Flourishing and Facebook Friends

The month’s Positive Psychology News Daily article focuses on Positive Psychology and using social networking sites like Facebook. Of course social networking cannot replace real face-to-face human interaction (as Aren Cohen wrote in his comment, a Facebook hug is not the same as real one), however it is a hugely powerful technology for connecting people across the globe in a way that has never been possible before.

From an organisational perspective, social networking is vastly underrated. You may be sceptical, but it’s the perfect means to engage staff in the workplace. That’s not necessarily to say that you should allow 24/7 access to Facebook (although some companies do), but that you should consider how to use the technology to create meaningful micro-communities, where social bonds can be built across the organisational hierarchy and information can be shared.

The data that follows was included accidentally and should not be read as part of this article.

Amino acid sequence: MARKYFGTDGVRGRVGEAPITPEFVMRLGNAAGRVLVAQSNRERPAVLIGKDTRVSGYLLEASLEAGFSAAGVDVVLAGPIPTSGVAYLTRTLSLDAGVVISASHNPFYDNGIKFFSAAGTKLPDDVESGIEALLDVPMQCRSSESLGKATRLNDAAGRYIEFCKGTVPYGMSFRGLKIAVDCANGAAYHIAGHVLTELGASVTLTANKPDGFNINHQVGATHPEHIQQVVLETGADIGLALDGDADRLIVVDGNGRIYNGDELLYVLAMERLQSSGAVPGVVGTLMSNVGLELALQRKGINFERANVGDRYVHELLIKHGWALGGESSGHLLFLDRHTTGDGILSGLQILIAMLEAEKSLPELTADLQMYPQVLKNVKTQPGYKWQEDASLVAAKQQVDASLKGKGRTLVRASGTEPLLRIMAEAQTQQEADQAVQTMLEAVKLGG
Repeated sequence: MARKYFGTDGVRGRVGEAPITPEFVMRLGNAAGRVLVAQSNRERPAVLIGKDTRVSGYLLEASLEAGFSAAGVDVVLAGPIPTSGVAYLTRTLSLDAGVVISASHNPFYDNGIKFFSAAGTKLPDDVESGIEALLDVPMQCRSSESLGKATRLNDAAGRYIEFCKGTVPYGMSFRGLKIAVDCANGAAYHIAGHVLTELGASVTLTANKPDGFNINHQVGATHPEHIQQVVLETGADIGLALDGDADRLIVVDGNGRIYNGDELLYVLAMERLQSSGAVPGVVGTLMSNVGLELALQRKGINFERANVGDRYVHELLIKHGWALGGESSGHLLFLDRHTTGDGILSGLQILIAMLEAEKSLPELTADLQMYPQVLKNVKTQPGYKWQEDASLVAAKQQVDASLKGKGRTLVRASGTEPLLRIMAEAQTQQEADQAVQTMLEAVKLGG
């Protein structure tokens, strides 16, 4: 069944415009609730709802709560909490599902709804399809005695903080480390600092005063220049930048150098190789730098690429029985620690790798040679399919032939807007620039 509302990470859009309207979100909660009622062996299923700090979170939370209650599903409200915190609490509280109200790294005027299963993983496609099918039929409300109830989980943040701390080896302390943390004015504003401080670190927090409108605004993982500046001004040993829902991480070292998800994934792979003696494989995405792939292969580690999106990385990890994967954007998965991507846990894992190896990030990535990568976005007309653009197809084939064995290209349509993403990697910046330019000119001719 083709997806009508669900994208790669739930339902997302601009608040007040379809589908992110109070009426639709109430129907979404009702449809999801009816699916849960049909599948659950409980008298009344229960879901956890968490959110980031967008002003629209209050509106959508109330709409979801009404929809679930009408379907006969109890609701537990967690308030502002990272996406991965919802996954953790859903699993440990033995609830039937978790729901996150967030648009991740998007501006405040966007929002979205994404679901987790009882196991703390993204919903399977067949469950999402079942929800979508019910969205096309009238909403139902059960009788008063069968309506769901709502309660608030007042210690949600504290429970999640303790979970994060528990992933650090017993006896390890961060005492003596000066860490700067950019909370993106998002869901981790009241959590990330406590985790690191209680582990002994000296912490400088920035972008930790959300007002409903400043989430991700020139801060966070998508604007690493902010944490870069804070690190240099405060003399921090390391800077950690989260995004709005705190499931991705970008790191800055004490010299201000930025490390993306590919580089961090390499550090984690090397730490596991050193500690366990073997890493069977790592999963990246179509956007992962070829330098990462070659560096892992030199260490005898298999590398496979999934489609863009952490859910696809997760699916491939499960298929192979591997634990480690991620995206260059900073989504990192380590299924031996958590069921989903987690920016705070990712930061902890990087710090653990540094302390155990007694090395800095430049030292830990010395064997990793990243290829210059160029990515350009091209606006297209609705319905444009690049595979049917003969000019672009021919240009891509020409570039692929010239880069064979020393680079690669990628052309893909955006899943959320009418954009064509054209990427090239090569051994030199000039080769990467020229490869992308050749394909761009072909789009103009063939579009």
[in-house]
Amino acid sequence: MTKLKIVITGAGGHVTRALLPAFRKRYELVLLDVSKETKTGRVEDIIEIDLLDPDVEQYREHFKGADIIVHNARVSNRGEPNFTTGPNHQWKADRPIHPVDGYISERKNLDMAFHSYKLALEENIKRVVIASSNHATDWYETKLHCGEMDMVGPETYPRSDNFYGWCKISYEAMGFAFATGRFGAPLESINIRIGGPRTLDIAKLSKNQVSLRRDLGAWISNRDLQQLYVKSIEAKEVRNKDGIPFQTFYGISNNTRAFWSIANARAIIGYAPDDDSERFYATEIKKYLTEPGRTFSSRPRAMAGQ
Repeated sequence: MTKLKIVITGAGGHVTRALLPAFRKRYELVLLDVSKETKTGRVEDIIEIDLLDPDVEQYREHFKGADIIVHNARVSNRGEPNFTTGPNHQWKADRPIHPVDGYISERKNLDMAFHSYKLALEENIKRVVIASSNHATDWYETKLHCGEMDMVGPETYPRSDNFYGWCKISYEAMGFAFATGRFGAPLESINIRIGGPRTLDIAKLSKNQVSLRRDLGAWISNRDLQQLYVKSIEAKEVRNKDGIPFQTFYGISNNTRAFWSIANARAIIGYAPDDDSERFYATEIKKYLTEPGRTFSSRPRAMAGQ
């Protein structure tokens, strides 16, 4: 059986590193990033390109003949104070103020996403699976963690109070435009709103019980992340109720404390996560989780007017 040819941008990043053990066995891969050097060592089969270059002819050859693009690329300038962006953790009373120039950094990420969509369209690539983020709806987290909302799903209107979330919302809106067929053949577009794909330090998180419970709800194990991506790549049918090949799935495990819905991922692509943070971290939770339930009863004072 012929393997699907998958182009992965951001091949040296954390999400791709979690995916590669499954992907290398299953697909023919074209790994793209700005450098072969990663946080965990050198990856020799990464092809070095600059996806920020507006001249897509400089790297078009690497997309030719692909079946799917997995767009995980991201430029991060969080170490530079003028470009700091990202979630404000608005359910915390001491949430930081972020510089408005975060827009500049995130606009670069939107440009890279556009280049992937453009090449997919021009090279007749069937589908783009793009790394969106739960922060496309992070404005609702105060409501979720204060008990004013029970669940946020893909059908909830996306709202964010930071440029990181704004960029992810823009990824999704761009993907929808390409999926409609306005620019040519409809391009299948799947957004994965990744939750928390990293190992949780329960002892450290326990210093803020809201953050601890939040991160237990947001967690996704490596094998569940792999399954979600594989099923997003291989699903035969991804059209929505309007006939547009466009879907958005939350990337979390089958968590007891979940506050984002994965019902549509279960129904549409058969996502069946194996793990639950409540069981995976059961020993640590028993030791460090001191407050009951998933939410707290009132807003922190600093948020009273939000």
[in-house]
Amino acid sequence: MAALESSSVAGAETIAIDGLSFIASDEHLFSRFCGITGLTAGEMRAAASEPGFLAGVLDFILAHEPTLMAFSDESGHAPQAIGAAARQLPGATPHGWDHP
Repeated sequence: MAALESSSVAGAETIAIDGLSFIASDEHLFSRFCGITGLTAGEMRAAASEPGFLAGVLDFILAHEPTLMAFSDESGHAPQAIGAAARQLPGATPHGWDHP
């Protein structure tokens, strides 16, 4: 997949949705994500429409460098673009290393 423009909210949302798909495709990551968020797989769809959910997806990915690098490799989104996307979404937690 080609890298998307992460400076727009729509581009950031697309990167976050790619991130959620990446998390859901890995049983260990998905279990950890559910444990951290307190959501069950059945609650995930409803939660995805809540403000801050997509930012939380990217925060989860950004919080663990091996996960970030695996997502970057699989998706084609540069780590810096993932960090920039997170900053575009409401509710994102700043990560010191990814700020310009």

Technology can be humanising, and the psychological research supports that – for instance, did you know that groups engage in more social interaction when the interaction takes place through email/online than they do working in face-to-face groups?

IBM is one example of a company which has embraced the power of social networking technology, and is reaping huge rewards. By building the “Beehive”, it’s own social networking site, IBM is successfully creating a sense of community amongst its employees, despite its vast size. (To find articles on Beehive, click here and search for ‘Beehive’).

So if you’re serious about engagement and building social connections in your workplace, think seriously about social networking.

UPDATE Dec 2009: Dr Jonathan Passmore and I have just published ‘The Facebook Manager: The psychology and practice of web-based social networking’.


Image: Luc Legay

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